Case in point, when the junior colleges in Mississippi decided to change their names to community colleges in 1988, Jones County refused. They were known as JCJC (Jones County Junior College) and did not want to alter the flow of their acronym. And to this day they remain JCJC. I guess the spirit of old Newt still lingers in the Piney Woods.
And that’s all I’m saying for now.
Sunday, July 12, 2015
The first time I remember purposefully making a statement solely to gauge the reaction was in 1979 or so. My family and I were traversing the Louisiana highways somewhere in the vicinity of Ferriday, home of those musical cousins Mickey Gilley, Jerry Lee Lewis and Jimmy Swaggart. We may or may not have been lost. As my mother’s brain was the precursor to Siri, I feel fairly certain she knew exactly where we were. I however, did not and felt the timing was right to use a new phrase I had recently learned. “God’s Green Earth”. I don’t remember from whom I heard it or the context of why it was uttered, but I had a need to use it, y’all.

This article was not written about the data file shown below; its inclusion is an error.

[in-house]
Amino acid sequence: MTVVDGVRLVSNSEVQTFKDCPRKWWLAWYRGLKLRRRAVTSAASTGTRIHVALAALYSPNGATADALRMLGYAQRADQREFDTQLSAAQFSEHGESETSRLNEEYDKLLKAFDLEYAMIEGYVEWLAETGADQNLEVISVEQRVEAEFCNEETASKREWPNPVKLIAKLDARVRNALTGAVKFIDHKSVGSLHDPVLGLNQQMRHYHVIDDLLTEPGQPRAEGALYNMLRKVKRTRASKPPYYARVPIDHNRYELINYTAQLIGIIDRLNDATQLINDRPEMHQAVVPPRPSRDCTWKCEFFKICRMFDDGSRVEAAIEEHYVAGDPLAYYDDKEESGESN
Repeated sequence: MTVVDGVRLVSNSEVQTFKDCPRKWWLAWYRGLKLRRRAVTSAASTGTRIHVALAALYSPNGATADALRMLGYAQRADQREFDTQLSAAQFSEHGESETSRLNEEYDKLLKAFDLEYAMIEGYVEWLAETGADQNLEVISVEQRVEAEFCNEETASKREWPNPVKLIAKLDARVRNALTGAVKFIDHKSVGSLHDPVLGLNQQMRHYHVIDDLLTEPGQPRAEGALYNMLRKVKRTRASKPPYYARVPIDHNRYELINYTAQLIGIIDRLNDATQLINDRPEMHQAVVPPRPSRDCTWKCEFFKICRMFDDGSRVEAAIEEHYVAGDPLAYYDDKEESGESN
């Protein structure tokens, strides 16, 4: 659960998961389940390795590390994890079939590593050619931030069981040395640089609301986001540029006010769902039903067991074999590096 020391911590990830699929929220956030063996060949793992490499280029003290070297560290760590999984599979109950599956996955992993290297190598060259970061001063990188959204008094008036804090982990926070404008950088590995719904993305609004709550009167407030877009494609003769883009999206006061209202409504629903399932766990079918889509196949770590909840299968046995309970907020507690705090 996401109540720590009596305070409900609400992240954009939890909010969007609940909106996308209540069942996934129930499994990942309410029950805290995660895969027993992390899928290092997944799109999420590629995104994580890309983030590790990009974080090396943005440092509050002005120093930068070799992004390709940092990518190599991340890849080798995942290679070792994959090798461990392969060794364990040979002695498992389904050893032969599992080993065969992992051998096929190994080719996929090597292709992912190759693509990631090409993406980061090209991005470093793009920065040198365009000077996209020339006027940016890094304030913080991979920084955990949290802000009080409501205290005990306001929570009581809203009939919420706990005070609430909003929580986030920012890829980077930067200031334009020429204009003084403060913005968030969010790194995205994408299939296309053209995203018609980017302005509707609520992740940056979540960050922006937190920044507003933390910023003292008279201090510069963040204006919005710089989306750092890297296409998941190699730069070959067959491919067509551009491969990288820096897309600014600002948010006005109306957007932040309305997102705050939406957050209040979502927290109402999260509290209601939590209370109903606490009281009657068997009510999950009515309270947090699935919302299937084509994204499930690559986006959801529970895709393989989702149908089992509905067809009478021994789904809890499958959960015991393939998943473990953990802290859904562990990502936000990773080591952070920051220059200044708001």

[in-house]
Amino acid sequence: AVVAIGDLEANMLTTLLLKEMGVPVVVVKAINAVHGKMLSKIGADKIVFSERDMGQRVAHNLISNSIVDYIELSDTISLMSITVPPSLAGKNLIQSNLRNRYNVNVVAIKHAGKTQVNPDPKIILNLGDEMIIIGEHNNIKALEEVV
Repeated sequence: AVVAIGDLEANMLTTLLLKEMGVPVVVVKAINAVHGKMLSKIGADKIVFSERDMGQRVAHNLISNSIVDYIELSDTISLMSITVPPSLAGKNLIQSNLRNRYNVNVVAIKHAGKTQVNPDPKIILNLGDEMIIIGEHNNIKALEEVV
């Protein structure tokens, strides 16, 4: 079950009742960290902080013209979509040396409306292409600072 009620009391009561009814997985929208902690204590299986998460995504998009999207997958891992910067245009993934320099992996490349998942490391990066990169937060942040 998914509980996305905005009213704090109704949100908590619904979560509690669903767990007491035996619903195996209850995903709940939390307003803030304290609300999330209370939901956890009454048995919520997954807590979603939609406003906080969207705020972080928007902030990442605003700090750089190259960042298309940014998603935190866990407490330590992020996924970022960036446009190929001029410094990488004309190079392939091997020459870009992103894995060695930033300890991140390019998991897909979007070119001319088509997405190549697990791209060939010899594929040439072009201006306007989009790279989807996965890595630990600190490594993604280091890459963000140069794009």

Testing the waters, I cried out in a plaintive voice, “Where on God’s Green Earth are we?” Rest assured my mother was less than impressed with my question. My sister looked at me with a mixture of condescension and pity. Truthfully, she looked at most everyone in this manner, so her reaction was not a part of the equation. My mother’s reaction was one with which I was familiar. And it wasn’t good. I swear I thought ‘taking the Lord’s name in vain’ was something altogether different.
The look she gave triggered a memory which caused me to involuntarily shudder. As a child I wasn’t particularly ill-behaved. I do, however, remember making several serious errors in judgment. The one that always pops to mind was when I was a lad in 1977 and was enjoying the summer twixt first and second grade. My sister and I have shared a reliable relationship since childhood. I loved her always; she did not particularly care for me until she became a mother.